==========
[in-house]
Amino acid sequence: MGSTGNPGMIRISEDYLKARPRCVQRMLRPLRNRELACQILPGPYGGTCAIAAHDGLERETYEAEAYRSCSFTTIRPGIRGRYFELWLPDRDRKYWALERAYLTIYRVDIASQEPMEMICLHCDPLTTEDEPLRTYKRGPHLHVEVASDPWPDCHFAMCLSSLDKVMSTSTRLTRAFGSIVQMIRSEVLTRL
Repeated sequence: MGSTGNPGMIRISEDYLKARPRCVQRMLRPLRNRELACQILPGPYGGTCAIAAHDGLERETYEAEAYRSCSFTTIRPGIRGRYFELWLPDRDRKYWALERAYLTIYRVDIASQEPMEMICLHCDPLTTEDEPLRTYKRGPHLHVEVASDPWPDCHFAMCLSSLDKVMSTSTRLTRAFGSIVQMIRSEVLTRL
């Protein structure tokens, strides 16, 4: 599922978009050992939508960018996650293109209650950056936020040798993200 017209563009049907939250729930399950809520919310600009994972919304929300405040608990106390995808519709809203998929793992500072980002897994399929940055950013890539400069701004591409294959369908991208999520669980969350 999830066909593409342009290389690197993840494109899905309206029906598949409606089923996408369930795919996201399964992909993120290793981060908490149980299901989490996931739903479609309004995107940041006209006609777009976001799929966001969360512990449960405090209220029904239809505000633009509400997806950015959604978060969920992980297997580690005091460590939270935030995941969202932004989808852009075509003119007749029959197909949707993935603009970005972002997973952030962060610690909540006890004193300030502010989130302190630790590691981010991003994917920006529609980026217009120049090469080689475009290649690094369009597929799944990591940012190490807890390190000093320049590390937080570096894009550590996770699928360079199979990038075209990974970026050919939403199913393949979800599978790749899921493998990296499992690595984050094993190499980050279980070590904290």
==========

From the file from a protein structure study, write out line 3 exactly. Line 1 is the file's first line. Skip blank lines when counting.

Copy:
Repeated sequence: MGSTGNPGMIRISEDYLKARPRCVQRMLRPLRNRELACQILPGPYGGTCAIAAHDGLERETYEAEAYRSCSFTTIRPGIRGRYFELWLPDRDRKYWALERAYLTIYRVDIASQEPMEMICLHCDPLTTEDEPLRTYKRGPHLHVEVASDPWPDCHFAMCLSSLDKVMSTSTRLTRAFGSIVQMIRSEVLTRL